Editor's note

A chorus of alarming headlines about the coming of designer babies has always followed every advance in reproductive technology, beginning with the introduction of IVF in 1978. That happened yet again with the recent announcement of the gene-edited Chinese twins. Epidemiologist Cecile Janssens explains why designer babies with complex traits, like intelligence, are almost impossible to create.

Oil prices are also making headlines. OPEC’s announcement that it will cut global daily oil production by 1.2 million barrels to boost prices may make it look like a unified powerhouse that dictates what crude oil costs. That’s not the case, argues energy historian Gregory Brew.

Seaweed is a diet staple all over the world, and a key source of the essential mineral iodine. However, researchers have now found that although the effects of climate change will see the plant thrive in future acidic oceans, its nutritional content will change substantially. Georgina Brennan, Dong Xu and Naihao Ye set out their research and what this means for the future health of billions of people.

Bijal Trivedi

Science and Technology Editor

Top Stories

Babies to order. Andrew crotty/Shutterstock.com

Those designer babies everyone is freaking out about – it’s not likely to happen

A Cecile JW Janssens, Emory University

Forecasts of designer babies followed the announcement of the gene-edited twins, just as they have for any reproductive technology since 1978. This signals the public must learn more about genetics.

Saudi Minister of Energy, Industry and Mineral Resources Khalid Al-Falih. AP Photo/Ronald Zak

Saudi Arabia is allying with Russia to shore up oil prices as OPEC’s power wanes

Gregory Brew, Southern Methodist University

The oil-exporting organization may have mustered the political will to cut production, but its disunity remains intact.

Seaweed salad. Kongsak/Shutterstock

Ocean acidification will increase the iodine content of seaweeds – and the billions of people who eat them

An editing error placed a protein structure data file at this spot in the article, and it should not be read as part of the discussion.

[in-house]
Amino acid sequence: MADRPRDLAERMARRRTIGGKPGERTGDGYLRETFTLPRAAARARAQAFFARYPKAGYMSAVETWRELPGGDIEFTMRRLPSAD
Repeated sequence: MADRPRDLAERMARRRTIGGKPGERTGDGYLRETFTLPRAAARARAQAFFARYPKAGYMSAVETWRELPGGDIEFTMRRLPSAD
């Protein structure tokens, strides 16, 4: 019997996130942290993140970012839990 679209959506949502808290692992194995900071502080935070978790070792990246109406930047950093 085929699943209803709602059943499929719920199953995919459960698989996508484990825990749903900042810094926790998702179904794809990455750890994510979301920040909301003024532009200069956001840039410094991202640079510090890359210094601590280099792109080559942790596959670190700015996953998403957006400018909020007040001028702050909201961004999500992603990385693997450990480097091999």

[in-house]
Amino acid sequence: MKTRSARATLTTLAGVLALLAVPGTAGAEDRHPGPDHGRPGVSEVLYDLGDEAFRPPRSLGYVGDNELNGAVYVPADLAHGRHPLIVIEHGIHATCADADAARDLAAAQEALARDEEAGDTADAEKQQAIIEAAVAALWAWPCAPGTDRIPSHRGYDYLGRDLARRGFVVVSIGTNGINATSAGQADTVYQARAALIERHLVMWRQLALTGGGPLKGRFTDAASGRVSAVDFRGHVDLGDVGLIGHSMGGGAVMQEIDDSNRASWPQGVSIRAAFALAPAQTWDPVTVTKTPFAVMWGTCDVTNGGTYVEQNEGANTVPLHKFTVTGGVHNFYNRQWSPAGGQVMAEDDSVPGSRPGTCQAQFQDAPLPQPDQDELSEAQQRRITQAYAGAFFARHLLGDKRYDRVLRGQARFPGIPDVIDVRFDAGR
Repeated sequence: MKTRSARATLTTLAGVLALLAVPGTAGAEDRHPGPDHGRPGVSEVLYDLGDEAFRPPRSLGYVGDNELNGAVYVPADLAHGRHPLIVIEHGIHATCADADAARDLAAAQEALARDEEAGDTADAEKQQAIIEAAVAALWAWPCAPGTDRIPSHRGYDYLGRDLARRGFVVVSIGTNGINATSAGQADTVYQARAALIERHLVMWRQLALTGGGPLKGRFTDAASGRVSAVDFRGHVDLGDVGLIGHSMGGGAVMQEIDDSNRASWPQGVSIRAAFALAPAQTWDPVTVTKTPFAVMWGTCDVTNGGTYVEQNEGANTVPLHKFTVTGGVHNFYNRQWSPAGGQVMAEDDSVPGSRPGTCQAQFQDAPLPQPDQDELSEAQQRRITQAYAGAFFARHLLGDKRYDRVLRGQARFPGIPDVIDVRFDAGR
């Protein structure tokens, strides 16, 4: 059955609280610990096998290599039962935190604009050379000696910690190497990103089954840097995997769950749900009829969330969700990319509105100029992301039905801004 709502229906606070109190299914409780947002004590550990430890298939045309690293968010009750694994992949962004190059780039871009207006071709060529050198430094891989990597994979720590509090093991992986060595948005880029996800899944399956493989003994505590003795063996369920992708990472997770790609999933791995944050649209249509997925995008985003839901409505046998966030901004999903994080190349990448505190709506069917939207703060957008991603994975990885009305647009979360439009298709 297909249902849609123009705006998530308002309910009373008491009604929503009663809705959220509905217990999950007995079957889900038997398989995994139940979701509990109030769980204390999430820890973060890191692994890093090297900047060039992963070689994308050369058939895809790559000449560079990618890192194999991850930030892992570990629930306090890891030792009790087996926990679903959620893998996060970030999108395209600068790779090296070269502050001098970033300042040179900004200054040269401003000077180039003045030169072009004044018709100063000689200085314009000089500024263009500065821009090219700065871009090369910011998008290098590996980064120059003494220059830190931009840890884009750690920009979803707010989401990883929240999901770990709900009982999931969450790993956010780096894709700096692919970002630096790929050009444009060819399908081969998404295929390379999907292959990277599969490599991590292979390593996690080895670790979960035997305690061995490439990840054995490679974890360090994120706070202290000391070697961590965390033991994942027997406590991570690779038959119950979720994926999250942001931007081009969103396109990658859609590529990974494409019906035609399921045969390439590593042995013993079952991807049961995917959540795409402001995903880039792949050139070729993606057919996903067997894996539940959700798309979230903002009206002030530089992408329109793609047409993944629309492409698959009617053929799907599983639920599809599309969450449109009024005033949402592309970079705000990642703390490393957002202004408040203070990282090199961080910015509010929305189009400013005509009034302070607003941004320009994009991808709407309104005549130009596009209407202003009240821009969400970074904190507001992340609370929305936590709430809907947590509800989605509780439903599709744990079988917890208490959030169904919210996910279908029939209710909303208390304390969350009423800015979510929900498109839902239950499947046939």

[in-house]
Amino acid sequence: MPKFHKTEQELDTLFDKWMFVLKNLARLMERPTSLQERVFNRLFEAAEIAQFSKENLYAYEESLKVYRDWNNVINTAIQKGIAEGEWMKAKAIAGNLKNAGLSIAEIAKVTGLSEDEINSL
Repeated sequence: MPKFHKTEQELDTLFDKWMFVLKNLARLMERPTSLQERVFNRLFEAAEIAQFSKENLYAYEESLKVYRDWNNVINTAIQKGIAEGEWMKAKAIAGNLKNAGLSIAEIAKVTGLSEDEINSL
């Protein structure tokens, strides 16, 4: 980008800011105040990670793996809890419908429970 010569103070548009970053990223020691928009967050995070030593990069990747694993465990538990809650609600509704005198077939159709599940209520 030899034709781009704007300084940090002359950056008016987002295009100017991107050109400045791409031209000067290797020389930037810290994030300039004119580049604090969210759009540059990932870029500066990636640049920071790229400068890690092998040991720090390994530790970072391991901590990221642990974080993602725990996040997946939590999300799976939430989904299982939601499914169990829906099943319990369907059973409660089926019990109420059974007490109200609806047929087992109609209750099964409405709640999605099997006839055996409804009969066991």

Georgina Brennan, Bangor University; Dong Xu, Yellow Sea Fisheries Research Institute, Chinese Academy of Fishery Sciences; Naihao Ye, Yellow Sea Fisheries Research Institute, Chinese Academy of Fishery Sciences

Climate change will affect the nutrition of seaweeds eaten by billions of people around the world.

Energy + Environment

Nigeria’s depleting fish stocks may pose a threat to regional security

Ifesinachi Okafor-Yarwood, King's College London

Climate change, pollution and illegal fishing by foreign boats is threatening the livelihoods of millions of people.

Emmanuel Macron’s carbon tax sparked gilets jaunes protests, but popular climate policy is possible

Michael Mehling, University of Strathclyde

The gilets jaunes protests show we need to fight inequality for a just transition to a low-carbon society.

Business + Economy

Jay-Z’s $200-million clothing battle could be game changer for black lawyers the world over

Gbenga Oduntan, University of Kent

If Mr Beyonce wins his argument that an arbitration clause should be struck down for lack of diversity, the barn door will be blown off the whole profession.

Why Apple is no longer a byword for innovation – just ask the markets

Arturo Bris, IMD Business School

Who would you rather work for: Apple or Domino's Pizza?